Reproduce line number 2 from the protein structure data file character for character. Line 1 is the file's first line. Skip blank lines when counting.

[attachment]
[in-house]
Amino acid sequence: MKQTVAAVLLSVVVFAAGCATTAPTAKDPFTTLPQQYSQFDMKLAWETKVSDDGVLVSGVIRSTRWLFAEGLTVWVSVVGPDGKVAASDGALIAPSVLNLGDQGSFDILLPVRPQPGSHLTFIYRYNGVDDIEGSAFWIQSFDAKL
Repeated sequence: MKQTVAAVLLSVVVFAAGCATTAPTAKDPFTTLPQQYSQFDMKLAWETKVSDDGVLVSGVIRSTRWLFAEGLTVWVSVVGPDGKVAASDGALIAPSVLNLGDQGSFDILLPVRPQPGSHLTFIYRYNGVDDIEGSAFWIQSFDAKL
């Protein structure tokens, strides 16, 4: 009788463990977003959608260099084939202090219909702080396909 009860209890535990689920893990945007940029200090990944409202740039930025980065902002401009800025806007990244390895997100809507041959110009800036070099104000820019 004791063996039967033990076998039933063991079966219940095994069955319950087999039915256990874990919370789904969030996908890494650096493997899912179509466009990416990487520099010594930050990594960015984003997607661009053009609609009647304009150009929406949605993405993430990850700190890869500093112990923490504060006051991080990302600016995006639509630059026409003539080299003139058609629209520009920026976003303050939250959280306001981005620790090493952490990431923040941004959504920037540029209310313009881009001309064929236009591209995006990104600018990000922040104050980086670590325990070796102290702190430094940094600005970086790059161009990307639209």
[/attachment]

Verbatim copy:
Amino acid sequence: MKQTVAAVLLSVVVFAAGCATTAPTAKDPFTTLPQQYSQFDMKLAWETKVSDDGVLVSGVIRSTRWLFAEGLTVWVSVVGPDGKVAASDGALIAPSVLNLGDQGSFDILLPVRPQPGSHLTFIYRYNGVDDIEGSAFWIQSFDAKL